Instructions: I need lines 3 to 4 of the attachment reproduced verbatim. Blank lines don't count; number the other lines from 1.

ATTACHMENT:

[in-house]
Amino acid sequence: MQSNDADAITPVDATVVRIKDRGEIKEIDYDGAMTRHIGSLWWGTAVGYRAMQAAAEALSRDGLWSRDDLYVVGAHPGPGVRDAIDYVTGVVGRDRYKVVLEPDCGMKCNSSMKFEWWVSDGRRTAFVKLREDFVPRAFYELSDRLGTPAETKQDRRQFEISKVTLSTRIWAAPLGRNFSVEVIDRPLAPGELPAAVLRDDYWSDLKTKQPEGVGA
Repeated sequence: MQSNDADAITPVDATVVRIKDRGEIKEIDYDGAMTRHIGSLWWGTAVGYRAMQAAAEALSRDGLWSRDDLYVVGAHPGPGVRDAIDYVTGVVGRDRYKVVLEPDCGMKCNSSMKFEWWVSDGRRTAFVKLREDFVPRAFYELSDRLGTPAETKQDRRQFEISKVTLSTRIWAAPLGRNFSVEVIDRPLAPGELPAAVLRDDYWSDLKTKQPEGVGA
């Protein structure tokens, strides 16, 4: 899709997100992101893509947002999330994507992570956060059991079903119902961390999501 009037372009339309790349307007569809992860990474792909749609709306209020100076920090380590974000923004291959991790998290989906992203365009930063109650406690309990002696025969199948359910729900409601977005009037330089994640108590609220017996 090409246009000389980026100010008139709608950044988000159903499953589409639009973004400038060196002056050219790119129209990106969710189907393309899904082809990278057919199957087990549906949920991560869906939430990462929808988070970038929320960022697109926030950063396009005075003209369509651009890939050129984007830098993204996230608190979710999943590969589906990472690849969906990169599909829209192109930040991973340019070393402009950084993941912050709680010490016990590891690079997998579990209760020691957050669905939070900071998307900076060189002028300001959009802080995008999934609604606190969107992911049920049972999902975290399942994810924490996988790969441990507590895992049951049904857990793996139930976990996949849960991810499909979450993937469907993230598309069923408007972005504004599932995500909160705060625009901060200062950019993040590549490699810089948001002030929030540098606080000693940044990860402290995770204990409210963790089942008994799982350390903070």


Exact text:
Repeated sequence: MQSNDADAITPVDATVVRIKDRGEIKEIDYDGAMTRHIGSLWWGTAVGYRAMQAAAEALSRDGLWSRDDLYVVGAHPGPGVRDAIDYVTGVVGRDRYKVVLEPDCGMKCNSSMKFEWWVSDGRRTAFVKLREDFVPRAFYELSDRLGTPAETKQDRRQFEISKVTLSTRIWAAPLGRNFSVEVIDRPLAPGELPAAVLRDDYWSDLKTKQPEGVGA
């Protein structure tokens, strides 16, 4: 899709997100992101893509947002999330994507992570956060059991079903119902961390999501 009037372009339309790349307007569809992860990474792909749609709306209020100076920090380590974000923004291959991790998290989906992203365009930063109650406690309990002696025969199948359910729900409601977005009037330089994640108590609220017996 090409246009000389980026100010008139709608950044988000159903499953589409639009973004400038060196002056050219790119129209990106969710189907393309899904082809990278057919199957087990549906949920991560869906939430990462929808988070970038929320960022697109926030950063396009005075003209369509651009890939050129984007830098993204996230608190979710999943590969589906990472690849969906990169599909829209192109930040991973340019070393402009950084993941912050709680010490016990590891690079997998579990209760020691957050669905939070900071998307900076060189002028300001959009802080995008999934609604606190969107992911049920049972999902975290399942994810924490996988790969441990507590895992049951049904857990793996139930976990996949849960991810499909979450993937469907993230598309069923408007972005504004599932995500909160705060625009901060200062950019993040590549490699810089948001002030929030540098606080000693940044990860402290995770204990409210963790089942008994799982350390903070």